Some medications must never be given together, as doing so may cause a serious interaction or nasty side effects. However, if your treating physician deems it appropriate, you may be treated with both drugs, but at different dosage rates or frequencies. You will be given advice on how to mitigate any interaction that does occur.
You must tell your nursing team if you are taking any of the drugs listed in this guide. In particular, it is not recommended to use esmolol with any of the medicines in the bulleted list that follows. If your doctor does decide to give you both drugs, the dose of one or both may be changed:
In addition to interactions between esmolol and other drugs, there may be an interaction when eating certain foodstuffs, using tobacco, or drinking alcohol. You should discuss this aspect of your treatment with your treating physician or nurse.
Some medical conditions can affect how esmolol works. You must tell your medical team if you have a history of any other health problems, especially those mentioned below.
Esmolol must NOT be used in patients with the following conditions:
Esmolol should be used with caution in patients with the following conditions, as the drug may mask some of the symptoms of these diseases:
Using esmolol in patients suffering from low blood pressure (hypotension) could cause the condition to become worse.
Esmolol must be used with extreme caution in people who have a history of kidney disease, because the slow removal of the drug from the body may increase the risk of an overdose.
Patients who have lung diseases, including emphysema, asthma, and bronchitis should be monitored closely if treated with esmolol, as the drug can cause breathing difficulties.
Before you begin using any medication, you must weigh the risks against the benefits of doing so. Your treating medical team will discuss the use of esmolol with you, and you should raise any concerns that you have at this time.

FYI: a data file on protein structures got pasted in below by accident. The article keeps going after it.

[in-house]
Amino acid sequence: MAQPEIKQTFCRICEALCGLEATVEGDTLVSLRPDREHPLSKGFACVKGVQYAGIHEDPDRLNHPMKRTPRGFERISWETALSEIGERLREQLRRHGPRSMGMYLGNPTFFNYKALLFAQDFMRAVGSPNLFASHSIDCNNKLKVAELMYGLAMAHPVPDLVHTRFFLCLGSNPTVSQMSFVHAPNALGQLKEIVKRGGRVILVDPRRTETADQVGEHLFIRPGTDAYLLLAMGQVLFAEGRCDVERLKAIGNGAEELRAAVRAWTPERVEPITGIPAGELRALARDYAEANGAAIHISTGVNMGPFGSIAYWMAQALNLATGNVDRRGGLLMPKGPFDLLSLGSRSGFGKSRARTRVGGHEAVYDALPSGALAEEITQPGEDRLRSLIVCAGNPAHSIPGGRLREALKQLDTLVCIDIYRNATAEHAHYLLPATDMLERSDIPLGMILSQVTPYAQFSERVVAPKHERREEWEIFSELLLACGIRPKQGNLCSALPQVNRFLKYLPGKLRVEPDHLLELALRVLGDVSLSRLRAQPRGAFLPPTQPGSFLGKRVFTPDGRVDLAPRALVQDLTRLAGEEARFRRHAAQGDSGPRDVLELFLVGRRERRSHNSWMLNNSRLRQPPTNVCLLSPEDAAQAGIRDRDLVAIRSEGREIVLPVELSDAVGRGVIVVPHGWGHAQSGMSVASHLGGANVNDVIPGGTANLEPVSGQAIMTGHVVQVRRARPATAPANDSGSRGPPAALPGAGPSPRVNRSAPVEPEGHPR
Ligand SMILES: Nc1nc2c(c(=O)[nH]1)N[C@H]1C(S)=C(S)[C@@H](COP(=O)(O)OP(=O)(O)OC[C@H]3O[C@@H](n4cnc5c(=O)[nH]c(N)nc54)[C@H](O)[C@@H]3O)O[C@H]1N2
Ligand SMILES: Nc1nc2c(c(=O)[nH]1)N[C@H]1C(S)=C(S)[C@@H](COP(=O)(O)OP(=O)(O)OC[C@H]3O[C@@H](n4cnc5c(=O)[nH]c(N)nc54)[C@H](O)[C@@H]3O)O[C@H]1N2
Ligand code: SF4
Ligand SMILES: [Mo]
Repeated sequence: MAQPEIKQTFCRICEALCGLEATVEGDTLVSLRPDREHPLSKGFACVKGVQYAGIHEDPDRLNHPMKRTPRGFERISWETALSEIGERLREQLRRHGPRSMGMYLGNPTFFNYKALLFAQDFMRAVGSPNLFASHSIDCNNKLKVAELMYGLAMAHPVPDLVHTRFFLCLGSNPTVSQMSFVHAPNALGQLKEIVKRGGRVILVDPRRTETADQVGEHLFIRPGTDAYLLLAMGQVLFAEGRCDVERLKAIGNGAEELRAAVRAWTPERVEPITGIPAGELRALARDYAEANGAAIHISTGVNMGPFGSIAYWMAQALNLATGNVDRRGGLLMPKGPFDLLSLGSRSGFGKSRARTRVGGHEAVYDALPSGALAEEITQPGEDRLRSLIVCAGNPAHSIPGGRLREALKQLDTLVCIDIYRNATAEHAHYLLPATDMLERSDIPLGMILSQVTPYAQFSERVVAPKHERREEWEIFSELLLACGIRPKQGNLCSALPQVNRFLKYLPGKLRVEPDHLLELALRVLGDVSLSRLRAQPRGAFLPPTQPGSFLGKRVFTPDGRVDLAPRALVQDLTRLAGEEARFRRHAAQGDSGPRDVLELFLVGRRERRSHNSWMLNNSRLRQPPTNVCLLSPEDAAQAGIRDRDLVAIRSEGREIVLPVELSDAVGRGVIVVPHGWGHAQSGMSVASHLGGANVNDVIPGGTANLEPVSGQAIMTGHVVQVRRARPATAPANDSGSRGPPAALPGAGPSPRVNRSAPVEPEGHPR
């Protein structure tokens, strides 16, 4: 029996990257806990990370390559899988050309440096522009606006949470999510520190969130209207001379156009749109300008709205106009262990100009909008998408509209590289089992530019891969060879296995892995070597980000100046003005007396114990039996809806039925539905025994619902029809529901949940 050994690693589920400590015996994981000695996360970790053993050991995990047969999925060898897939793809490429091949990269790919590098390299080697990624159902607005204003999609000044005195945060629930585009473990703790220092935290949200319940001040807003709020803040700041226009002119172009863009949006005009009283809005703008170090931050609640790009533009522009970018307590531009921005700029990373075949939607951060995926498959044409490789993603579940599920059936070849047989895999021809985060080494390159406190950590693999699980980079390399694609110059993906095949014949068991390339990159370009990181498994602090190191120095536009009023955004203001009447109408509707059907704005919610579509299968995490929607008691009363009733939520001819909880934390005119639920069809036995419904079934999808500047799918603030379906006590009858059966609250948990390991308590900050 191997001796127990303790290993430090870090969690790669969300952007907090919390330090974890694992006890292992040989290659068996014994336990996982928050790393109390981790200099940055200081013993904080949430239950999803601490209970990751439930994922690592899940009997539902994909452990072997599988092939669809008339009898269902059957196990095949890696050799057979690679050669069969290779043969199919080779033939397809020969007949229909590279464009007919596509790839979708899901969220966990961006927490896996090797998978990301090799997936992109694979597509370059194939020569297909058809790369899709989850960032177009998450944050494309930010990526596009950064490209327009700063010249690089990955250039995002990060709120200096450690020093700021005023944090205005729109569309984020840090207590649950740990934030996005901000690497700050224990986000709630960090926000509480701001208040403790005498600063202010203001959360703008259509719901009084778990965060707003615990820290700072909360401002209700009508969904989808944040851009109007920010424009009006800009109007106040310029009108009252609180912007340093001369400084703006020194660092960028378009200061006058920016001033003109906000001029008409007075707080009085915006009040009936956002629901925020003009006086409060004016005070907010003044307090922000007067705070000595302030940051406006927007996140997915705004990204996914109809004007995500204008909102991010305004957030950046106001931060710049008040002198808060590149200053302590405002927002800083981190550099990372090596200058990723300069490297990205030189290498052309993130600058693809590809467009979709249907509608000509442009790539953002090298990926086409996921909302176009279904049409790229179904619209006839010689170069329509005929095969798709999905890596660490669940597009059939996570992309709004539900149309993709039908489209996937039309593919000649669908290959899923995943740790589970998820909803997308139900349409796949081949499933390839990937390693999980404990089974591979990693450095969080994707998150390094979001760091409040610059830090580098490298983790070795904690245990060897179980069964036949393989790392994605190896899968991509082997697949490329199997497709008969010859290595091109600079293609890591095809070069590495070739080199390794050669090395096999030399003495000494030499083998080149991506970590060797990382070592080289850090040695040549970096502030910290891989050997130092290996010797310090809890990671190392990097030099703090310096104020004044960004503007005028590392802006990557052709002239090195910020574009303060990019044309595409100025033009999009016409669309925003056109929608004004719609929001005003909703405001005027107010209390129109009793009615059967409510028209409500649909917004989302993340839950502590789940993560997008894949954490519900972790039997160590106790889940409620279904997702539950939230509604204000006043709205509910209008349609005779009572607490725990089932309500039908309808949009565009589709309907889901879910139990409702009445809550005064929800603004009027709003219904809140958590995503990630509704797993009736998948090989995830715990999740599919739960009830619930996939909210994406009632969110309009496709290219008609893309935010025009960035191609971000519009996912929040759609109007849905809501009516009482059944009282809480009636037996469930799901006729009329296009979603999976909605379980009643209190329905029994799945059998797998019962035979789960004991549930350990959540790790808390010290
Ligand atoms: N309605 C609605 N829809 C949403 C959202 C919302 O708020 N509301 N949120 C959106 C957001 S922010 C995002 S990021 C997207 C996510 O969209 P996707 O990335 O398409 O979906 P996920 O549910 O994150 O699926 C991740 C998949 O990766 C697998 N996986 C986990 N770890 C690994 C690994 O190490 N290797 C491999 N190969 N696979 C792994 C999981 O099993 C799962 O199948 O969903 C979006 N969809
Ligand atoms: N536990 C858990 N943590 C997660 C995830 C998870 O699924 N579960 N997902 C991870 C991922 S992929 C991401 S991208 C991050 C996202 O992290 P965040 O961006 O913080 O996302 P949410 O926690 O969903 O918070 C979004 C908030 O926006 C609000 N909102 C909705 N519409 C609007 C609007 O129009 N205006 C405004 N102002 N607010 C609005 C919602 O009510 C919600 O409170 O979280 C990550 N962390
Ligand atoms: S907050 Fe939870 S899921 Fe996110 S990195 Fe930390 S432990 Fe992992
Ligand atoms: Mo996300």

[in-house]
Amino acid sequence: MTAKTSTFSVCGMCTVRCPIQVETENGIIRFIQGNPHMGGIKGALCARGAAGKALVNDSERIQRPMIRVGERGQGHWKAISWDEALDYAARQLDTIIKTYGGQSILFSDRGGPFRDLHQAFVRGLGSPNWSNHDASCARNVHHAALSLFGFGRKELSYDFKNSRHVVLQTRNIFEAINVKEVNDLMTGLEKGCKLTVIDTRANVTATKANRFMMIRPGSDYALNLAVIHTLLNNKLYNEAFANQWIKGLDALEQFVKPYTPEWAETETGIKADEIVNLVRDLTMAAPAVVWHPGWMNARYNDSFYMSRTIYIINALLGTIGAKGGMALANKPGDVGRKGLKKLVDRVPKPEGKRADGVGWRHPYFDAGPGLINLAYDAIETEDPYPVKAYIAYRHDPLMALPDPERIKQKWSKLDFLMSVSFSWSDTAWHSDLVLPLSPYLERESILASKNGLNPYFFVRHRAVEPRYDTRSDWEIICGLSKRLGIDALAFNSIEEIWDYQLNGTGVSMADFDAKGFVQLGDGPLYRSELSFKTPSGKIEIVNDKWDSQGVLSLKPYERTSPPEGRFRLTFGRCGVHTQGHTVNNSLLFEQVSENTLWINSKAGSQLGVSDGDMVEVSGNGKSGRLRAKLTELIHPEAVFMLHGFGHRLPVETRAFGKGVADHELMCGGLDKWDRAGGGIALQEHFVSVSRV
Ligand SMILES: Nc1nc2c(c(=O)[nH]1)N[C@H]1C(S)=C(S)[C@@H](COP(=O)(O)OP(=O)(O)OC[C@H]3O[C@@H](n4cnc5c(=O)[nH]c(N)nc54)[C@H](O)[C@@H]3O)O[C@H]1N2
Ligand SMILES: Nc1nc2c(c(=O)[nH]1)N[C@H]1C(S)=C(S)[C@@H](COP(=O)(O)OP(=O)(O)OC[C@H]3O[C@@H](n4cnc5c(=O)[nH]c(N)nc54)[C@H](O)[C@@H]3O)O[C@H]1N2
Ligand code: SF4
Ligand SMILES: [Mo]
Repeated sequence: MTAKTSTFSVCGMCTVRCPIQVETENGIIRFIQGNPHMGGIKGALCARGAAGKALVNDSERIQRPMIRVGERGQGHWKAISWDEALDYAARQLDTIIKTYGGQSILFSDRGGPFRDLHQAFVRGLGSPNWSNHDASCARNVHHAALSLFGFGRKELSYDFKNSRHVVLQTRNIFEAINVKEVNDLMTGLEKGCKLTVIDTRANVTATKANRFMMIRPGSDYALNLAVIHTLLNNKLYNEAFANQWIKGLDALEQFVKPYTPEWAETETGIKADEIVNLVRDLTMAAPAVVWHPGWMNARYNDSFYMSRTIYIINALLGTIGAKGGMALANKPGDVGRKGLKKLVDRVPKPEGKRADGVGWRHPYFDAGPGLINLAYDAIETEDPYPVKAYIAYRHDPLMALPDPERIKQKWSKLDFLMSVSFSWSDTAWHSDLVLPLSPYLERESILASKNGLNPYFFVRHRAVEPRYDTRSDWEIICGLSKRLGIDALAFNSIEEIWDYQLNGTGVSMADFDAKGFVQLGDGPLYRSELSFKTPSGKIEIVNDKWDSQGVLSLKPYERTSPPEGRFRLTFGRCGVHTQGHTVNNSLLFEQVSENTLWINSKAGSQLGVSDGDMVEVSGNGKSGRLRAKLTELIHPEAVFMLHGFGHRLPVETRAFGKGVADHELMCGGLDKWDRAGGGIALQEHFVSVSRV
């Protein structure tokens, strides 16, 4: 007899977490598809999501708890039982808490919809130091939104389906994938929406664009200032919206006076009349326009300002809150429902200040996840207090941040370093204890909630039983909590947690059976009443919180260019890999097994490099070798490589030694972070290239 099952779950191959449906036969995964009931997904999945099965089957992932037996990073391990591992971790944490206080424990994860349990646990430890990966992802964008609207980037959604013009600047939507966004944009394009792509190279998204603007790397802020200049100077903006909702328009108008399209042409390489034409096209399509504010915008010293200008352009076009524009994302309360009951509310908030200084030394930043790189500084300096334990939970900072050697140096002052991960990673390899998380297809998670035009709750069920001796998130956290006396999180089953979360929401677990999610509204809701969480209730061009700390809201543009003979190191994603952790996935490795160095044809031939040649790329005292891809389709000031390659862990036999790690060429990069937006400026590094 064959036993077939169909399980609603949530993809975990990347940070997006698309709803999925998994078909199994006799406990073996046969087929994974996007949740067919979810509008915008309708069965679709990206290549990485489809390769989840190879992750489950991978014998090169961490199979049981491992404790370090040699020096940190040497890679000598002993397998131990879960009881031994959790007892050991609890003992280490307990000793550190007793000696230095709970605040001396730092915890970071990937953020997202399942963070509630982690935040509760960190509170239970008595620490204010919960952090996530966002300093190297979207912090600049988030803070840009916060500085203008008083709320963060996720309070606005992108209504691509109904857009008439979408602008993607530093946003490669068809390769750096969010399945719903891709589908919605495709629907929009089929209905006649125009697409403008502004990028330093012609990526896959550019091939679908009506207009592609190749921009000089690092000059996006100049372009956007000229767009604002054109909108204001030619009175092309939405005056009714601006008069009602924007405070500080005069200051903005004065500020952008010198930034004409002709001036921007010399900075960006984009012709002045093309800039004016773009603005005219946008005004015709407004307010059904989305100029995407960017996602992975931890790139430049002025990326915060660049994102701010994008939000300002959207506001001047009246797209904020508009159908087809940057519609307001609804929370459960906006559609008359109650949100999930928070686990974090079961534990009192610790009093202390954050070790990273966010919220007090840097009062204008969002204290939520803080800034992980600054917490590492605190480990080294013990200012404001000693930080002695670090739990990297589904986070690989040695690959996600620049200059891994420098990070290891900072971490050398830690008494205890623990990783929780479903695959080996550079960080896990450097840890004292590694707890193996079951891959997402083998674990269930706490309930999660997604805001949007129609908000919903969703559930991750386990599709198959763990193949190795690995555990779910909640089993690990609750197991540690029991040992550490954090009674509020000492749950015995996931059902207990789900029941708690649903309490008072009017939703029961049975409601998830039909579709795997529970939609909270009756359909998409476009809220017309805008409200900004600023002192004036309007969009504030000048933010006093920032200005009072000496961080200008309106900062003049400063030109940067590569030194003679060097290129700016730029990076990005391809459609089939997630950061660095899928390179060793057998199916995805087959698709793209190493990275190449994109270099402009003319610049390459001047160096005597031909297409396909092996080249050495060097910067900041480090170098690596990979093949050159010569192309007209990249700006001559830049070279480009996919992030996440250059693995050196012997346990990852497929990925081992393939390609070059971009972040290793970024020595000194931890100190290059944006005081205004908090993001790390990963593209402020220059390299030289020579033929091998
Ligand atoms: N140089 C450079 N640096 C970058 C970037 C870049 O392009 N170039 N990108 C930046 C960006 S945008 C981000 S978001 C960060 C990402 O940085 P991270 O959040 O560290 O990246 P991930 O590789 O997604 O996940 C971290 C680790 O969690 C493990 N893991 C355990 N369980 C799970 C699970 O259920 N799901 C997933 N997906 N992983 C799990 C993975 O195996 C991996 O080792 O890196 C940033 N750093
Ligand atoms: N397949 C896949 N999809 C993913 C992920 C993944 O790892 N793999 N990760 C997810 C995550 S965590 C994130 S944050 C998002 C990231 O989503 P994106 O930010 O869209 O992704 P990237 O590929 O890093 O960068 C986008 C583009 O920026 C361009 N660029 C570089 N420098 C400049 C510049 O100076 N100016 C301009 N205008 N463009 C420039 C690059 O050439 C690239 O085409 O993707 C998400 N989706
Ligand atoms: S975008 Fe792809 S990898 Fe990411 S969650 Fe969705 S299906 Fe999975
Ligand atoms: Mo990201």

Be sure to tell your treating physician if you are allergic to esmolol or to any other medicines, including over the counter products, herbal and vitamin supplements or remedies. You should also mention any strange reactions that you have experienced to particular food groups, food colors, preservatives, or animal derivatives.
Elderly people are more likely to be affected by age-related kidney problems that are not immediately apparent. The dose of esmolol should be adjusted accordingly in these cases.
There are no significant warnings relating to esmolol's effect on the unborn baby. However, you should tell your treating physician if you think you may be pregnant, before you are treated with this medicine.
Similarly, although there is no specific evidence to suggest that esmolol passes into breast milk, you should consider using an alternative feeding solution for your infant during the course of your treatment with this drug. Your GP or midwife will be best placed to advise you on this.
Esmolol is only given to patients in a clinic or hospital environment, where it will be stored in a suitable environment as per the product manufacturer's directions.
Esmolol is a beta-blocker. It is used in clinics and hospitals to treat patients before, during, and after surgery, and during certain other medical procedures in order to control a rapid or irregular heartbeat and high blood pressure. The drug is very effective in lowering the blood pressure and taking the strain off the heart. Once your condition has been stabilized, you will be given a different drug that works in a similar way.
There are a number of pre-existing medical conditions that preclude the use of esmolol. There are also a large number of medicines that should not be used with esmolol as an interaction may occur that could increase the risk of side effects or make the conditions worse. For these reasons, you must discuss your medical history fully with your doctor before you are treated with esmolol.